Biography | Boone: A Biography, by Robert Morgan, Algonquin, $29.95, 576 pages
Like many other historical figures, Daniel Boone has been mythologized so frequently in so many directions that a casual reader cannot easily separate fiction from fact. Now comes Robert Morgan, primarily a poet and novelist, as an entrant in the Boone biographical sweepstakes. The result is stunning, and perhaps determinative in settling the frontiersman's reputation.
Boone (1734-1820) moved around a lot. Many readers probably identify him most closely with Kentucky and Missouri. (Not so incidentally, I live in Boone County, Mo.) But he started his life in Pennsylvania, moved to Virginia with his family, then settled in North Carolina's Yadkin Valley at age 16.
No biographer can ignore Boone's restless, peripatetic existence. But after that is established, just how to portray Boone is problematic. Morgan, a North Carolina native who teaches at Cornell University, realized that hundreds of books purporting to explain Boone's life had been published, but he found each one he read unsatisfactory. He decided to construct a biography around Boone's daily existence, rather than emphasizing allegedly heroic acts of Indian fighting and Western exploration that seem to have been mythologized.
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Morgan is fond of Boone. Thankfully, though, he is not compromised by hero worship. On the first page of his introduction, Morgan discloses that Boone "was at different times accused of treason, fraud and hypocrisy. ... He was blamed for dishonest and incompetent land surveying, and sued again and again for debt." Boone established and lost a variety of businesses, including a warehouse, a tavern, a fur trade and a horse trade. But by using old documents wisely, Morgan demonstrates that as a landowner, surveyor and business owner, Boone was "sometimes careless with clerical and legal work," not dishonest or incompetent. It is difficult to feel animosity toward a protagonist who preferred a rugged outdoor life to sitting at a desk filling out paperwork.
Boone's reputation also suffered during his lifetime because of his attitude toward Indians. He demonstrated so much empathy for the original settlers that racist critics called Boone a "white Indian." Actually, he fought and killed Indians when he believed they were unjustified aggressors, including in altercations within North Carolina. But generally, whenever practical, Boone befriended Indians rather than shed their blood. Those relationships serve as one of many indicators to Morgan that Boone possessed a sterling moral character.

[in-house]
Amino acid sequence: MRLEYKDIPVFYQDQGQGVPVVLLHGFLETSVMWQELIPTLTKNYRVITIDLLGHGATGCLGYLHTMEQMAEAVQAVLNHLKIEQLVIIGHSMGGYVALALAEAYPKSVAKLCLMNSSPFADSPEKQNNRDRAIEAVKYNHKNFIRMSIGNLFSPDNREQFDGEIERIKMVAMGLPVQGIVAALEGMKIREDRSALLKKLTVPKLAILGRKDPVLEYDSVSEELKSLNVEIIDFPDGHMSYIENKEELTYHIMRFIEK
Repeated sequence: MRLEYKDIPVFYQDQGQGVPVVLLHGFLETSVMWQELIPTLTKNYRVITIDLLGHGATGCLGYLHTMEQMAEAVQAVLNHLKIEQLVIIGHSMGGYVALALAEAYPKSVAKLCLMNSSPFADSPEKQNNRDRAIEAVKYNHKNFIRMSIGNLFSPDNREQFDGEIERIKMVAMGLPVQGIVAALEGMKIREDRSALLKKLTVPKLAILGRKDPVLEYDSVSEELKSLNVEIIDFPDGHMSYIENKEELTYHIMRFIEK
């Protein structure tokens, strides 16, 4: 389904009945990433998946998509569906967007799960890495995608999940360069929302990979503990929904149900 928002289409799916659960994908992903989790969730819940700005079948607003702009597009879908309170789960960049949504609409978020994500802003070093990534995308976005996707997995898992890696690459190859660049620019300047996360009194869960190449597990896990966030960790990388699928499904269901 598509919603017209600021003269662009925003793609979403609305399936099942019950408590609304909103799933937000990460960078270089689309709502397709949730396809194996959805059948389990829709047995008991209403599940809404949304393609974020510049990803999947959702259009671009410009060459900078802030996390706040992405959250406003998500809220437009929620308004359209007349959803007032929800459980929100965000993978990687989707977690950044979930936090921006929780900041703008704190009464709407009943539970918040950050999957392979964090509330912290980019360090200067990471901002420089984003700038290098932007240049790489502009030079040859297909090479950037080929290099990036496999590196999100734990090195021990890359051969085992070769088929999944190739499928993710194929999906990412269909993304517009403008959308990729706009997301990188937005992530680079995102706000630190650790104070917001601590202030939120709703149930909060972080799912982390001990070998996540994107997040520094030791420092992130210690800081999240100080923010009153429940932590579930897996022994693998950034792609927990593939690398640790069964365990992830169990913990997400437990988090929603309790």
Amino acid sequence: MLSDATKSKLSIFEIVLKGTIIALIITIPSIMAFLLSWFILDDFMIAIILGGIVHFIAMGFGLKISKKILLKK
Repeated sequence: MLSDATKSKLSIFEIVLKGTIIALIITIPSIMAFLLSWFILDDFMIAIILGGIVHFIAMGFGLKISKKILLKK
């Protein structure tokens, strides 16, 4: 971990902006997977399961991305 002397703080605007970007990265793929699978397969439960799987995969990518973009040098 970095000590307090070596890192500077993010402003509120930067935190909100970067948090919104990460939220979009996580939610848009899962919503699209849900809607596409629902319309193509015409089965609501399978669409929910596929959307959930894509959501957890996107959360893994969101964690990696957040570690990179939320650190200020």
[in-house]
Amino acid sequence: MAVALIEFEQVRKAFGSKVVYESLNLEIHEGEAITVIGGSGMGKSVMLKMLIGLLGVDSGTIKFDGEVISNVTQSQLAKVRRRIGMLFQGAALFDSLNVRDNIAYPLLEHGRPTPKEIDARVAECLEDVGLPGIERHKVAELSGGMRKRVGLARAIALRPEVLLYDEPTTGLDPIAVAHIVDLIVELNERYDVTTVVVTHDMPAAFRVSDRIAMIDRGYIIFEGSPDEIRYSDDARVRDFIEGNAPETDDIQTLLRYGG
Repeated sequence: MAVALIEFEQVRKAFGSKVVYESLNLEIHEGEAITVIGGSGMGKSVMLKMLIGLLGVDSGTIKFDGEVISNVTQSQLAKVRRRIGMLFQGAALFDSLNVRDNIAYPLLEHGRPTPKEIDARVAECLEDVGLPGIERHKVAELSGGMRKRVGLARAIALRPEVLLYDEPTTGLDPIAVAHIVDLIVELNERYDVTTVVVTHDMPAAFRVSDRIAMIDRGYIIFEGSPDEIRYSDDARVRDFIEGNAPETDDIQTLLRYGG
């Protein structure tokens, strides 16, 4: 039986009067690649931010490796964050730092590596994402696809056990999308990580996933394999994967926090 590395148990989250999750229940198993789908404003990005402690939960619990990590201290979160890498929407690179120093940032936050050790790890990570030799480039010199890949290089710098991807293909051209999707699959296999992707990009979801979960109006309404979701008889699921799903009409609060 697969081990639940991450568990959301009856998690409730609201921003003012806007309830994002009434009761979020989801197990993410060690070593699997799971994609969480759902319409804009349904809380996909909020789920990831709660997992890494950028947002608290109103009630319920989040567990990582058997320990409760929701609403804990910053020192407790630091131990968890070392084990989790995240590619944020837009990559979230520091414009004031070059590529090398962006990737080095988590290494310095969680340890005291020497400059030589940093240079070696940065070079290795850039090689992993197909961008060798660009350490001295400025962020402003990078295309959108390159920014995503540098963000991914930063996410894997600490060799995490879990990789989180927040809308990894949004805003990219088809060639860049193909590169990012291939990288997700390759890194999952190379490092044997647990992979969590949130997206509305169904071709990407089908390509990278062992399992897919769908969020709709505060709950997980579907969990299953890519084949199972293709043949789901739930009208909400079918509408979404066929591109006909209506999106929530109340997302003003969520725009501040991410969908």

Above all, Boone comes across as a leader of men and women. His sense of exploration, his quiet competence, his empathy, his devotion as a family man and his eloquence combined to make him a natural leader. The eloquence came as a surprise to Boone's contemporaries and to Morgan. Although lacking formal education, Boone read books and wrote with a flair.
Morgan also writes with a flair. His talents as a poet and novelist enhance a biography that, like so many previous Boone biographies, could have read in a dry manner. Morgan's detailed descriptions of people and places are memorable. Even his generalizations sound pitch perfect: "All his life Boone's troubles appeared to come in waves. The good periods seemed to happen when he started out in the wilderness and experienced an idyll of hunting and trapping and exploration of new territory, digging ginseng, making maple syrup, boiling salt, clearing some land. But then misfortune caught up with him and his troubles accumulated and compounded." Morgan is eloquent and disarming as he concedes that "it requires a certain bravado to enter a field as crowded as Boone biography," and posits the question "what recklessness or delusion could tempt a writer to take on a subject so often studied, attacked, dramatized?"
It turns out that while growing up in the mountains of Western North Carolina during the 1940s and 1950s, Morgan enjoyed "hunting and trapping, fishing and wandering the mountain trails." Morgan's father found Boone fascinating and sometimes quoted the frontiersman to Morgan. Furthermore, Robert wondered if a blood relationship might exist, given that Boone's mother was born Sarah Morgan.
As an adult, while researching what became his novel "Brave Enemies," Morgan studied the American Revolution as it played out in the Carolinas.
"I grew more and more preoccupied with life on the frontier, where white settlers mingled and fought with and learned from the Native population," Morgan says. "I came to see what an extraordinary story that was, the collision of different worlds right in my own backyard, as British confronted French, Indians fought Indians ... and finally Americans fought the Crown."
Morgan explicates each of the previous major Boone accounts, concluding that Boone "has been both lucky and unlucky in his biographers." With Morgan, Boone definitely lucked out.